While the world is focused on coronavirus, chaos still reigns at Greek-Turkish border, with new video emerging of Turkish police firing tear gas at Greek police and Turkish warplanes continuing to violate Greek airspace with aggressive flyovers at the border.
According to Greek authorities, Ankara has not relented on its strategy of increasing pressure on the Greek border, with thousands of migrants still trying to cross the border on a daily basis.
Turkish fighter jets are also still violating Greek airspace with F-16s recorded flying over the northeastern cost of Chios located in the eastern Aegean Sea. Greece’s air force has recorded 61 flyovers by Turkish fighters since yesterday.
— Nic1821?? (@NicAthens) March 24, 2020
Just this morning, another pair of Turkish F-16 fighter jets were detected flying over the Greek island of Ro without prior authorization. According to Ekathimerini, the jets flew at an altitude of 14,000 and 13,500 feet, respectively. The violation occurred between 9:25 a.m. and 9:28 a.m., which led to Greek fighter jets scrambling to intercept them.
A number of videos were also published on social media showing large groups of Turksih police forces launching stun grenades and tear gas over the Greek border yesterday.
Where is the global outrage?
?️ || 'Turkish police firing tear gas at Greece border'pic.twitter.com/5YxgAmzsvb
— Oh boy what a shot (@ohboywhatashot) March 24, 2020
Another video recorded on the Turkish side of the border shows Turkish officers in clearly marked uniforms firing volleys of tear gas, periodically reloading from crates nearby.
It is not the first time Turkish forces have been accused of launching tear gas against Greek police.
Just on March 22, video published by Proto Thema showed tear gas enveloping Greek military ambulances on the Greek side of the border. It is generally accepted that targeting medical units is illegal under the Geneva Convention. Although tear gas is generally non-lethal, its use on ambulances demonstrates how antagonistic the conflict at the Evros border has become.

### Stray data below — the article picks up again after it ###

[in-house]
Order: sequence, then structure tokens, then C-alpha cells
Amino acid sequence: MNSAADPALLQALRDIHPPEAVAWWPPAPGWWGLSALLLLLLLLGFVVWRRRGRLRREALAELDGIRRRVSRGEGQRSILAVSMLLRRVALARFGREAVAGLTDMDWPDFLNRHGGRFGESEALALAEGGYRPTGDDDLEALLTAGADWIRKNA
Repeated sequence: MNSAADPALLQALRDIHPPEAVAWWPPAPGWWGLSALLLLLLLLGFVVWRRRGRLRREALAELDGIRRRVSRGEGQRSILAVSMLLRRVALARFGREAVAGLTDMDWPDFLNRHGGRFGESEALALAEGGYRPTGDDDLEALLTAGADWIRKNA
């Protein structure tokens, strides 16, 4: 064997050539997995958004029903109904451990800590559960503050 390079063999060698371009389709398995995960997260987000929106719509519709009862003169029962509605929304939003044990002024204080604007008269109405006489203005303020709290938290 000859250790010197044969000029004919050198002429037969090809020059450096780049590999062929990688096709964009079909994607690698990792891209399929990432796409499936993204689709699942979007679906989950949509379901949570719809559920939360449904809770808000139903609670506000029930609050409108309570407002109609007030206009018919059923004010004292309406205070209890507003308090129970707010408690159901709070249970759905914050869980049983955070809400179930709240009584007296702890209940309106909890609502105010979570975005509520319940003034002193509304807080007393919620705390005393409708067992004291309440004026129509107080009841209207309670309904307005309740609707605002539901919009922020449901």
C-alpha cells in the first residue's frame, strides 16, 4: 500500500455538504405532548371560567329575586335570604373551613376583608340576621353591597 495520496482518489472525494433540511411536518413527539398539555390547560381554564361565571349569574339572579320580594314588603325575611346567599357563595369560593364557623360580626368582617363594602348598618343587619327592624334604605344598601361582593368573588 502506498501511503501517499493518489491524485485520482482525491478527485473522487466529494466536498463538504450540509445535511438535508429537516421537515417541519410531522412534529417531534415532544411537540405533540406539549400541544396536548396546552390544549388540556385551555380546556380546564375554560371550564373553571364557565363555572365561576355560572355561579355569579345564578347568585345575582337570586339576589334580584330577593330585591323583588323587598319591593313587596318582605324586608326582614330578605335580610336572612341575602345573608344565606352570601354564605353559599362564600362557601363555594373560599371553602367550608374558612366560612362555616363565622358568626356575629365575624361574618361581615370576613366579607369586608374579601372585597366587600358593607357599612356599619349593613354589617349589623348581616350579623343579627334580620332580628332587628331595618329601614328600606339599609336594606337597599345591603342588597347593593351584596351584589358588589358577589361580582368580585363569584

Turkish President Recep Tayyip Erdoğan initially said that he would close the border to Greece and Bulgaria last week on Wednesday due to coronavirus concerns, but thousands of migrants still remain, many who are actively trying to cross with the help of Turkish forces.
Turkish media outlets also confirm that thousands of migrants are still at the border 27 days after it was initially opened by Erdoğan, with many of them hoping for “asylum in Europe”.
Greece now fears that Turkey is shifting tactics and sending large decommissioned tanker ships loaded with migrants to Greek shores, with Greek intelligence indicating that it is currently tracking a number of ships moving along the Turkish coasts. Last week, one Turkish decommissioned Turkish tanker ship crashed off the coast with 193 migrants.
Migrants continue to arrive on Greek shores on a daily basis, often under escort from Turkish Coast Guard boats. On the weekend, four boats landed on the island of Lesbos carrying a 116 migrants, with most from Afghanistan but a smaller contingent also Africa.